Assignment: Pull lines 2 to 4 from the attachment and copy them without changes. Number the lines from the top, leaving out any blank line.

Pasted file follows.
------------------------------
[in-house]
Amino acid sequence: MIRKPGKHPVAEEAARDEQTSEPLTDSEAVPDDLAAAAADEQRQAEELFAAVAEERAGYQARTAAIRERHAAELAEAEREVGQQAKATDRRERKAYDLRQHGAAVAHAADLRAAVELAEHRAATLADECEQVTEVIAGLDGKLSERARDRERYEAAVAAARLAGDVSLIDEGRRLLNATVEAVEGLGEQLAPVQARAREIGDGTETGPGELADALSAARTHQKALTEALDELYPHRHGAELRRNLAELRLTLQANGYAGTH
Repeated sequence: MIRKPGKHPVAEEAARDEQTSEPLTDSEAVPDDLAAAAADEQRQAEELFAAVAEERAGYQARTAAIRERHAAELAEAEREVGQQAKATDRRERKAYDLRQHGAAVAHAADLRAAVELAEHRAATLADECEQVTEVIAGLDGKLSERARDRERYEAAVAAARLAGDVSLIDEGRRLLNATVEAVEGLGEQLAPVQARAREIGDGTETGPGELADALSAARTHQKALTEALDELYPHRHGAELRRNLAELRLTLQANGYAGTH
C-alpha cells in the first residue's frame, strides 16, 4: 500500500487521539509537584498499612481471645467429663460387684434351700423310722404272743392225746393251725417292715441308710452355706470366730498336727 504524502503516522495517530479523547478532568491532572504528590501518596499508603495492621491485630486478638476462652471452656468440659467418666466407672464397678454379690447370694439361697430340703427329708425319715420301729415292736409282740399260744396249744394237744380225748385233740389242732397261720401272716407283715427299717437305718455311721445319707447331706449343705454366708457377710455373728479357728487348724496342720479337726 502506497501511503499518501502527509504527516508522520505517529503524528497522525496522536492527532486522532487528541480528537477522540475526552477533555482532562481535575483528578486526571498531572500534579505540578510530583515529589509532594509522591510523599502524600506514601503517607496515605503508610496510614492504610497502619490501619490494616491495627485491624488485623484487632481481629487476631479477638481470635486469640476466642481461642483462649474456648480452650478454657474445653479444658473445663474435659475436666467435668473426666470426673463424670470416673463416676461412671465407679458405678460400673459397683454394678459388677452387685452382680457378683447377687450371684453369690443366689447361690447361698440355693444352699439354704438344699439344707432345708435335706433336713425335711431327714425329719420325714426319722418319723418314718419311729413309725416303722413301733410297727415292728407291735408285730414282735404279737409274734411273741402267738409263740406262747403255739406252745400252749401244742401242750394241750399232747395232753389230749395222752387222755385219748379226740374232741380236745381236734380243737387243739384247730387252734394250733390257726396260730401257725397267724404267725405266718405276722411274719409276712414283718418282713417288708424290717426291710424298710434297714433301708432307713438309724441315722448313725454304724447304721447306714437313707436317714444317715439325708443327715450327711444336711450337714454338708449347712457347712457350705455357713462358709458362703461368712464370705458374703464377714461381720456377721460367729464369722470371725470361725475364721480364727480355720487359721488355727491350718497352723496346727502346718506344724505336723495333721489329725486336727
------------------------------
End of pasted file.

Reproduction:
Amino acid sequence: MIRKPGKHPVAEEAARDEQTSEPLTDSEAVPDDLAAAAADEQRQAEELFAAVAEERAGYQARTAAIRERHAAELAEAEREVGQQAKATDRRERKAYDLRQHGAAVAHAADLRAAVELAEHRAATLADECEQVTEVIAGLDGKLSERARDRERYEAAVAAARLAGDVSLIDEGRRLLNATVEAVEGLGEQLAPVQARAREIGDGTETGPGELADALSAARTHQKALTEALDELYPHRHGAELRRNLAELRLTLQANGYAGTH
Repeated sequence: MIRKPGKHPVAEEAARDEQTSEPLTDSEAVPDDLAAAAADEQRQAEELFAAVAEERAGYQARTAAIRERHAAELAEAEREVGQQAKATDRRERKAYDLRQHGAAVAHAADLRAAVELAEHRAATLADECEQVTEVIAGLDGKLSERARDRERYEAAVAAARLAGDVSLIDEGRRLLNATVEAVEGLGEQLAPVQARAREIGDGTETGPGELADALSAARTHQKALTEALDELYPHRHGAELRRNLAELRLTLQANGYAGTH
C-alpha cells in the first residue's frame, strides 16, 4: 500500500487521539509537584498499612481471645467429663460387684434351700423310722404272743392225746393251725417292715441308710452355706470366730498336727 504524502503516522495517530479523547478532568491532572504528590501518596499508603495492621491485630486478638476462652471452656468440659467418666466407672464397678454379690447370694439361697430340703427329708425319715420301729415292736409282740399260744396249744394237744380225748385233740389242732397261720401272716407283715427299717437305718455311721445319707447331706449343705454366708457377710455373728479357728487348724496342720479337726 502506497501511503499518501502527509504527516508522520505517529503524528497522525496522536492527532486522532487528541480528537477522540475526552477533555482532562481535575483528578486526571498531572500534579505540578510530583515529589509532594509522591510523599502524600506514601503517607496515605503508610496510614492504610497502619490501619490494616491495627485491624488485623484487632481481629487476631479477638481470635486469640476466642481461642483462649474456648480452650478454657474445653479444658473445663474435659475436666467435668473426666470426673463424670470416673463416676461412671465407679458405678460400673459397683454394678459388677452387685452382680457378683447377687450371684453369690443366689447361690447361698440355693444352699439354704438344699439344707432345708435335706433336713425335711431327714425329719420325714426319722418319723418314718419311729413309725416303722413301733410297727415292728407291735408285730414282735404279737409274734411273741402267738409263740406262747403255739406252745400252749401244742401242750394241750399232747395232753389230749395222752387222755385219748379226740374232741380236745381236734380243737387243739384247730387252734394250733390257726396260730401257725397267724404267725405266718405276722411274719409276712414283718418282713417288708424290717426291710424298710434297714433301708432307713438309724441315722448313725454304724447304721447306714437313707436317714444317715439325708443327715450327711444336711450337714454338708449347712457347712457350705455357713462358709458362703461368712464370705458374703464377714461381720456377721460367729464369722470371725470361725475364721480364727480355720487359721488355727491350718497352723496346727502346718506344724505336723495333721489329725486336727